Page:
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Chris Morris: Journalist

The collected works of a writer for hire

Memorial session ipasDay might mark the unofficial start to summer, but the solstice marking the official beginning of the season takes place on June 21 at 12:38 P.M. EDT. That also marks the beginning of prime beer drinking time for a lot of people.

Summer holidays are the most beer friendly – and it’s when macro brews from Budweiser and MillerCoors really make hay. The appeal of those middle of the road lagers isn’t necessarily the taste, it’s the ease at which they go down on a hot summer day – and the fact that you can generally enjoy a few without having to worry about side effects the next morning.

 

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Craft Ga Beersbeer makers in Atlanta have their work cut out for them.

For one thing, they’re pouring in a city with sophisticated beer tastes—which has long had its pick of quality national craft options, meaning the learning curve for brewers is especially short.

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It firemans-redhead-alehappens every time a craft brewer is sold to a macro brewer: Fans groan. Select other brewers grumble. And the beer, no matter how beloved it was just a few weeks before, loses some of its cool factor. That’s, in part, because of the fiercely independent nature of the craft community—drinkers and brewers who feel they’ve helped revolutionize the beer industry in America (and they have). But because the craft beer world is still so immature, many supporters—and brewers—haven’t starting thinking long term yet.

It’s relatively easy to start a brewery these days — certainly much more so than five or 10 years ago. And few craft brewers have reached a level where they’re thinking about what happens to the brewery when they decide to retire. Some have, of course. In 1999, Full Sail Brewing became an employee-owned facility. New Belgium followed suit, moving from 41% employee-owned to 100% in late 2012. And last year, Harpoon Brewery hopped on the employee-owned bandwagon.

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I jester-king-encendiabagged my first trophy beer completely by accident. It was Westbrook Brewing Company’s Mexican Cake – an annual release that has historically seen people flock from out of state to line up hours before the Charleston, SC brewery opens. This year, seemingly in an effort to avoid that sort of mayhem, the company released the beer with no fanfare, catching many fans off guard.

While some (well, many actually) raged in the online forums – and others shouted triumphantly about finding it in their city – I happened to notice a small sign at my local Total Wine store, acknowledging they had a small amount in stock – one bottle per customer. I grabbed it quickly – with no wait. Less than an hour later, the store had sold out.

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The stigmataholy trinity of craft beer states is a pretty easy one to call: Oregon, Colorado and California have led the charge for years. But as the Golden State enters its fifth year of drought conditions, with little sign of change on the horizon, some beer lovers are wondering if California brewers will be able to maintain their position of dominance.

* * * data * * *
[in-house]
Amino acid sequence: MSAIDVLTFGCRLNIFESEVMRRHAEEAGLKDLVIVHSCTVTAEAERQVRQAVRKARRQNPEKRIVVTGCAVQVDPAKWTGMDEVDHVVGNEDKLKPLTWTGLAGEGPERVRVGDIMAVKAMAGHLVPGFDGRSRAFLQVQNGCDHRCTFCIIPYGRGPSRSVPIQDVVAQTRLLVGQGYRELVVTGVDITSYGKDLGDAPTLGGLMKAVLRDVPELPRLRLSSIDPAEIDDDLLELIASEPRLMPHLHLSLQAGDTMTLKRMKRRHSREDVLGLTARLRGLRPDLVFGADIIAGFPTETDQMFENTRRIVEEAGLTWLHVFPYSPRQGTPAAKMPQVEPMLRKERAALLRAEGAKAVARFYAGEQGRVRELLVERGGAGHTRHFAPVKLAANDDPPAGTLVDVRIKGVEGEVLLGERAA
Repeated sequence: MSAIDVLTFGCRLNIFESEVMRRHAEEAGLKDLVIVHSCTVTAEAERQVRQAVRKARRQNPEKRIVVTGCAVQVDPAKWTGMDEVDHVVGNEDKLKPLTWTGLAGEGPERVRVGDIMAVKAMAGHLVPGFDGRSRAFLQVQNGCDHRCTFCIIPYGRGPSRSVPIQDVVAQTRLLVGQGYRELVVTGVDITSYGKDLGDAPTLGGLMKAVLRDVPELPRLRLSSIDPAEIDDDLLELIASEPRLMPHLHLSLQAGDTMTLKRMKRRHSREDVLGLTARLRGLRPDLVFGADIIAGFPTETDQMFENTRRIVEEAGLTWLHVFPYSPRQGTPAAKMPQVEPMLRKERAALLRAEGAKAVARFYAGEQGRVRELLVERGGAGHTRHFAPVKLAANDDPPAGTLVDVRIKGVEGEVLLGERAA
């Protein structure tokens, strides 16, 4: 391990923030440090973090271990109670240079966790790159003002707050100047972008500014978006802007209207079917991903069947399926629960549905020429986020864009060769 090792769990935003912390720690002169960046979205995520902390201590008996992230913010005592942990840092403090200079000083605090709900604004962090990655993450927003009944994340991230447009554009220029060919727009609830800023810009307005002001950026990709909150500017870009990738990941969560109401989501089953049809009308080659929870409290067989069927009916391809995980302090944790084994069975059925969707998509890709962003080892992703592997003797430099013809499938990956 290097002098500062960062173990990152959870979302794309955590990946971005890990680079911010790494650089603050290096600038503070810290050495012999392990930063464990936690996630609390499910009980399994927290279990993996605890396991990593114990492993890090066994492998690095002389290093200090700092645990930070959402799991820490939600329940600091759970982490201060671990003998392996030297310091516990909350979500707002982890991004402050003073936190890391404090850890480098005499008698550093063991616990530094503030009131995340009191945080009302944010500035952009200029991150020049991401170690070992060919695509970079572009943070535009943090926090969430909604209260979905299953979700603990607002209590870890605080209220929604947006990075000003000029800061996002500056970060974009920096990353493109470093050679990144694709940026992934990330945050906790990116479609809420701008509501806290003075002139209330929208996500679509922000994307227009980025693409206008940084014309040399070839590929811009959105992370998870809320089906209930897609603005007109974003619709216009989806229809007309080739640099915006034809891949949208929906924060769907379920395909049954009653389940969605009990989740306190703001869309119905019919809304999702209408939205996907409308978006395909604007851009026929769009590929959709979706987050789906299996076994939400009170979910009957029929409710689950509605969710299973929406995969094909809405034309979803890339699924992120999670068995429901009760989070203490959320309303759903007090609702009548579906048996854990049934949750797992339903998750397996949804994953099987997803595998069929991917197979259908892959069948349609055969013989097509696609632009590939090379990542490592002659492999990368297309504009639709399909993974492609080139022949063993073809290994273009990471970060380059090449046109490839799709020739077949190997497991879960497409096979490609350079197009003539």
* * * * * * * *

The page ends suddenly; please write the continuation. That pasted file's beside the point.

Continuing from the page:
There are some reasons to worry. Last November, Bear Republic Brewing, located in Cloverdale, which has been particularly hard hit, announced it was pulling out of the Massachusetts market directly because of the drought. On June 1, it will no longer sell beer in Texas. In fact, over the past two years, the company says it has pulled out of 26 markets – as it tries to keep up with local demand. Bear Republic is one of the higher profile breweries to be impacted by the drought so far. Other craft beer kings say though they’ve been able to avoid significant cutbacks so far, they’re keeping a cautious eye on the situation.

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Over san-deigo-pale-ale-394the past six years, the number of craft breweries operating in the U.S. has more than doubled. By the end of the year, experts say, there will be a new craft brewery opening in the U.S. every 12 hours.

For beer lovers hoping to try something new, that’s seemingly good news. But brewers and other insiders are growing increasingly concerned about the state of their industry. Expansion, after all, is good – but uncontrolled expansion could be a warning sign of a craft beer bubble.

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You’ve got to get up pretty early in the morning if you want a can of Second Fiddle Double IPA. And if you want a glass of Pliny the Younger, you may just want to forego sleep altogether.

Roughly every two weeks, Matt Cohen, owner and brewmaster of Fiddlehead Brewing, sells cans of Second Fiddle from his Vermont brewery. It’s one of the biggest up and coming beers in the craft scene today – and is increasingly being sought by beer lovers.

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